Saturday April 3, 2021
By Erin Hiatt
When California voters passed 1996’s Prop 215 that legalized medical marijuana in the Golden State, it was an inside joke among canna-consumers that the easiest way to get a medical marijuana card – in California’s loose and easy regulatory environment – was to tell your doctor you had glaucoma. It was so prevalent we still see references to it in movies and pop culture to this day.
And consumers were onto something. Studies conducted in the 1970s and 1980s showed that the intoxicating and euphoric cannabis compound THC does more to eyes than make eyes red, and can in fact relieve glaucoma for a few hours at a time. Researchers also found that THC worked as well as any FDA-approved medication for the condition. However, there are a few caveats in using cannabis as the sole treatment for glaucoma.
What is Glaucoma?
Glaucoma is a progressive eye disease that damages the optic nerve and can cause irreversible loss of vision. In fact, it is a leading cause of blindness, second only to cataracts. Affecting about three million Americans, glaucoma is characterized by elevated pressure within the eye called intraocular pressure or IOP.
Adults over the age of 40 are most likely to get glaucoma, and the condition is more likely to strike those who are of African-American, Hispanic, Irish, Russian, Inuit, Japanese, or Scandinavian descent. Other risk factors for glaucoma include previous eye trauma, diabetes, a family history of glaucoma, and those who take steroid medications.
Eyes are essentially closed balls filled with a clear jelly-like fluid that keeps eyes inflated, much like a balloon. And IOP is measured much like you would judge the pressure of a balloon: when the balloon is soft, there is less pressure, then more pressure when the balloon is taut. When there is too much pressure in the eye - or when the “balloon” would be stretched tight, this pressure can damage the eye and eventually cause blindness if untreated.
Using Marijuana to Treat Glaucoma
Studies from the National Eye Institute found that when subjects consumed about 18-20 mg of THC, IOP was lowered by 3-5 mm Hg for approximately 3-4 hours. This is seemingly good news, but in order to keep vision loss at bay, IOP must be lowered on a 24-hour basis. Researchers evaluated several administrative methods that would lower IOP, like THC eye drops (THC can’t be administered in water, and oil-based drops caused major eye irritation), synthetic THC taken in pill form, intravenous injections, and inhaled cannabis. All of these methods (with the exception of the eye drops) were found to lower IOP for 3-4 hours.
However, for glaucoma patients to effectively keep IOP down on a consistent basis, thus, to treat glaucoma with cannabis they would have to consume that 18 - 20 mg of THC around the clock, or six to eight times every day. Which basically means that you would be a bit stoned all day, every day.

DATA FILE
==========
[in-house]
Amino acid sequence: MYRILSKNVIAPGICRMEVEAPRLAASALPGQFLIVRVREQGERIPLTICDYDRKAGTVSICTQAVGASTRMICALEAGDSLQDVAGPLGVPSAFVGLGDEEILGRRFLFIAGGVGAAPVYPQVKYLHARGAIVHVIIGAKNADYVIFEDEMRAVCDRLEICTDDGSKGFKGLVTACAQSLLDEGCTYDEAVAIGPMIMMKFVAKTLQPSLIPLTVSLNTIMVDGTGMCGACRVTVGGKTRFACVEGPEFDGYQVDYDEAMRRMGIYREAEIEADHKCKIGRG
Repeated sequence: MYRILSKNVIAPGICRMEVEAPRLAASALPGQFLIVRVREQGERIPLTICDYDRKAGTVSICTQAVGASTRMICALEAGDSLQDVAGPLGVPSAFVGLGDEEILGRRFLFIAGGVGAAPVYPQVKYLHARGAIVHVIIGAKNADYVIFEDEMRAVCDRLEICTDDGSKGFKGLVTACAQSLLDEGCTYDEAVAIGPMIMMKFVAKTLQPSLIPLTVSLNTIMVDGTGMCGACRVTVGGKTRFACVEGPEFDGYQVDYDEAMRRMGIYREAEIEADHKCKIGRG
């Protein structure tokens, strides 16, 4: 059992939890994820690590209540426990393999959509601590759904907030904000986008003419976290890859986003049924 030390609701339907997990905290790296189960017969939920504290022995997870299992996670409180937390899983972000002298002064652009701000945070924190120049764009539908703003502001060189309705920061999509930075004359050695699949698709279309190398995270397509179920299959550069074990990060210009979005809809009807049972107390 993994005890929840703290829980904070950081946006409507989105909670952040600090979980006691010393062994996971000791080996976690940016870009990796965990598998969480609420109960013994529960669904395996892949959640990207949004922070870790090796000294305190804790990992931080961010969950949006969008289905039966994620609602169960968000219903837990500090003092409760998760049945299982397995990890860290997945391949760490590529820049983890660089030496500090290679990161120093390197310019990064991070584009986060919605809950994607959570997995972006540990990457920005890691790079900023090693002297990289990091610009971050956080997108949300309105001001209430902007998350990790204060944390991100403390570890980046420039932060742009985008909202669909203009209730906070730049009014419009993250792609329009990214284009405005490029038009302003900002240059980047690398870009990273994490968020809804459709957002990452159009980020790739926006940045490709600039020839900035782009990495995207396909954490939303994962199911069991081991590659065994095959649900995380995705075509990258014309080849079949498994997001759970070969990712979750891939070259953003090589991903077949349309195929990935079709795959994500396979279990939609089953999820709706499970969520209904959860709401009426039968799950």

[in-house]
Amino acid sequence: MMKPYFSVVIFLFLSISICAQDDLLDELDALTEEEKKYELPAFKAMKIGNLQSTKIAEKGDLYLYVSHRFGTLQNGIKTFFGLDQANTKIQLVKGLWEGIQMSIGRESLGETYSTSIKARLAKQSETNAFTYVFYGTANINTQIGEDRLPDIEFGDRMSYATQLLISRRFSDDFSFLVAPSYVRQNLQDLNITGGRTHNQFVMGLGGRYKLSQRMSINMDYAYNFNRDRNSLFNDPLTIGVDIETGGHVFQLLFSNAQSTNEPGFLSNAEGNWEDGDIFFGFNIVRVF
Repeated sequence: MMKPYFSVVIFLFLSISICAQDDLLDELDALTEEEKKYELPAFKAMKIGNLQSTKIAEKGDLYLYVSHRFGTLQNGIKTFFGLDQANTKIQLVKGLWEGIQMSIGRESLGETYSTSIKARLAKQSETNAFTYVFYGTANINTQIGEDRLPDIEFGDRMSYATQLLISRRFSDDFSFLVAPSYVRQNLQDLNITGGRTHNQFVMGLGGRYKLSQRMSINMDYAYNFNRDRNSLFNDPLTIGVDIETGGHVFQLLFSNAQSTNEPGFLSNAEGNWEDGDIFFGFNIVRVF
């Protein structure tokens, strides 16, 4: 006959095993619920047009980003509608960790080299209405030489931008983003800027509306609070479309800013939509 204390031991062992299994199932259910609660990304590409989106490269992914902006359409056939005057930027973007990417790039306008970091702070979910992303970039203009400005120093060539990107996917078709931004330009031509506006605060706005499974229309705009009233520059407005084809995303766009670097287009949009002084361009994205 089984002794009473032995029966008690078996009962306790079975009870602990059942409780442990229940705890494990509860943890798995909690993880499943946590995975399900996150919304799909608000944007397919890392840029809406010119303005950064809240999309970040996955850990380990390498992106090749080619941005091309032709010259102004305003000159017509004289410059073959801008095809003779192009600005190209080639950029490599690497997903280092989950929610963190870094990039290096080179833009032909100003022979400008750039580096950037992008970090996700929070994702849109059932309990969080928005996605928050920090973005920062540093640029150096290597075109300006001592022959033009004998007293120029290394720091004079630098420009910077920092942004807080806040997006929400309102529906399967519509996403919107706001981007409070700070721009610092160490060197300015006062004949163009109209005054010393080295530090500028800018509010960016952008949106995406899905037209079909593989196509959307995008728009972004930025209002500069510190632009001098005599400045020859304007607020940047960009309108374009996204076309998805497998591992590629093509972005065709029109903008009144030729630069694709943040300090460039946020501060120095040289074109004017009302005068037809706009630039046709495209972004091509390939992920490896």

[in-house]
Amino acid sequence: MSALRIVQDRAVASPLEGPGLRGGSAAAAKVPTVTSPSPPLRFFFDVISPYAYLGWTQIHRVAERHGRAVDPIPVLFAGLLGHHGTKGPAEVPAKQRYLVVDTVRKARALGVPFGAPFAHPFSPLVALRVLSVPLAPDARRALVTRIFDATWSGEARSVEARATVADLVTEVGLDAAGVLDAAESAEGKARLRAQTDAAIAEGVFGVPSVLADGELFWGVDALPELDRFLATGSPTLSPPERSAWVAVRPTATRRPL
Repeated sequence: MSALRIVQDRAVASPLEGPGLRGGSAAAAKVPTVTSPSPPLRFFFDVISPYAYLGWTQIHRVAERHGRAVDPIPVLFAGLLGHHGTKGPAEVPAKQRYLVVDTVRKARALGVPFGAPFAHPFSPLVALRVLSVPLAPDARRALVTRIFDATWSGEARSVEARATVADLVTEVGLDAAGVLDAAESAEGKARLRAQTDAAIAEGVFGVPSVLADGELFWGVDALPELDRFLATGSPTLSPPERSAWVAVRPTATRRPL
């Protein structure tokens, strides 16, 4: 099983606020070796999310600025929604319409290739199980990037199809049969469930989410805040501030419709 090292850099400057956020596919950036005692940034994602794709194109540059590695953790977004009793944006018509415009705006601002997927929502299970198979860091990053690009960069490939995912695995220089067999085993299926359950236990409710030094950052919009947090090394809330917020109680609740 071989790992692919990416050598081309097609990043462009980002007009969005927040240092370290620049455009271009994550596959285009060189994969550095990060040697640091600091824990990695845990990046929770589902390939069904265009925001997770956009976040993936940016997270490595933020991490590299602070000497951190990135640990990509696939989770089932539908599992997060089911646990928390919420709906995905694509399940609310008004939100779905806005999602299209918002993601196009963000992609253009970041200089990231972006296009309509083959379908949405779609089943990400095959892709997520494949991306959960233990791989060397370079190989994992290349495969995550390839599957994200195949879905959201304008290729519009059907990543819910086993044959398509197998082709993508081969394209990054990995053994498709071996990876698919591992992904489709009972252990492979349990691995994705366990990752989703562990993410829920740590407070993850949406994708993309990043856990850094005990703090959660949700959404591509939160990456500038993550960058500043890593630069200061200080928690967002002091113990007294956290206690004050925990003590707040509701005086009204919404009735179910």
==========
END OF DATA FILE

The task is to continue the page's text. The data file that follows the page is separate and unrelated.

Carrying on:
For some, that might sound like a perfect setup! But in addition to euphoria and ameliorative effects, THC does come with its share of side-effects, like dry mouth and paranoia, tachycardia (high heart rate), and decreased blood pressure. And many ophthalmologists note cannabis’s ability to decrease blood pressure does cause some concern for ophthalmologists because glaucoma is a condition characterized by IOP imbalance.
For those with jobs operating heavy machinery or driving, using cannabis to keep IOP down is probably not an option. Another complicating factor is the advanced age of most glaucoma patients, many of whom may find THC’s side-effects, like a racing heart and anxiety, or excessive sleepiness, difficult to tolerate. And to add one more caveat to the mix, consuming cannabis six to eight times a day could be cost-prohibitive for many glaucoma patients.
The Wrap Up
Researchers also looked into whether the non-intoxicating CBD could be as effective for glaucoma as THC, but they quickly found that instead of lowering IOP, eye drops containing CBD raised IOP quite a bit, by about 18 percent.
One biopharmaceutical company, Emerald Bioscience, is working to develop a cannabinoid-based therapy to treat glaucoma. However, until that cannabinoid-based solution enters the marketplace, consumers can take away a few things about cannabis and glaucoma: 1) THC does lower IOP for 3-4 hours at a time 2) In order to keep IOP lowered consistently (and avoid blindness) cannabis medicine has to be administered around the clock 3) Your vision is invaluable. As always, this should not be taken as medical advice, so be sure to keep your ophthalmologist in the know about consuming cannabis for glaucoma.
Is cannabis useful in fighting glaucoma? Weigh in in the comments!